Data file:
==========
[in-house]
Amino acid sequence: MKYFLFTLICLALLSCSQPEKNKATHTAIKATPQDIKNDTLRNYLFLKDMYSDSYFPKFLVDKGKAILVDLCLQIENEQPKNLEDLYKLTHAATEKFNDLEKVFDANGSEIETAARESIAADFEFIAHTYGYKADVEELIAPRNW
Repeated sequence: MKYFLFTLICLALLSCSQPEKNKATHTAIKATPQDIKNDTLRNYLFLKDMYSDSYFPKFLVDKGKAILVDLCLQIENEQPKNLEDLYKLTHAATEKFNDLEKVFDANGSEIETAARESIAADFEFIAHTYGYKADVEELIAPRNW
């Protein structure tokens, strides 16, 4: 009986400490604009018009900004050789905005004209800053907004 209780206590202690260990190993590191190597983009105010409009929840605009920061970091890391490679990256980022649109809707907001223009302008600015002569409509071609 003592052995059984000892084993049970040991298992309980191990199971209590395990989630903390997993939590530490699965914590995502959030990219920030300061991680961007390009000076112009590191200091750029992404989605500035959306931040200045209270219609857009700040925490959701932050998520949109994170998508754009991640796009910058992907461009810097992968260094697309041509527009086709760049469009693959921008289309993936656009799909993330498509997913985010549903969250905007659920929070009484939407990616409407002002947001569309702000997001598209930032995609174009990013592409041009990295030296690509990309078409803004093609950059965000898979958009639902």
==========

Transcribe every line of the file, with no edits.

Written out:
[in-house]
Amino acid sequence: MKYFLFTLICLALLSCSQPEKNKATHTAIKATPQDIKNDTLRNYLFLKDMYSDSYFPKFLVDKGKAILVDLCLQIENEQPKNLEDLYKLTHAATEKFNDLEKVFDANGSEIETAARESIAADFEFIAHTYGYKADVEELIAPRNW
Repeated sequence: MKYFLFTLICLALLSCSQPEKNKATHTAIKATPQDIKNDTLRNYLFLKDMYSDSYFPKFLVDKGKAILVDLCLQIENEQPKNLEDLYKLTHAATEKFNDLEKVFDANGSEIETAARESIAADFEFIAHTYGYKADVEELIAPRNW
């Protein structure tokens, strides 16, 4: 009986400490604009018009900004050789905005004209800053907004 209780206590202690260990190993590191190597983009105010409009929840605009920061970091890391490679990256980022649109809707907001223009302008600015002569409509071609 003592052995059984000892084993049970040991298992309980191990199971209590395990989630903390997993939590530490699965914590995502959030990219920030300061991680961007390009000076112009590191200091750029992404989605500035959306931040200045209270219609857009700040925490959701932050998520949109994170998508754009991640796009910058992907461009810097992968260094697309041509527009086709760049469009693959921008289309993936656009799909993330498509997913985010549903969250905007659920929070009484939407990616409407002002947001569309702000997001598209930032995609174009990013592409041009990295030296690509990309078409803004093609950059965000898979958009639902």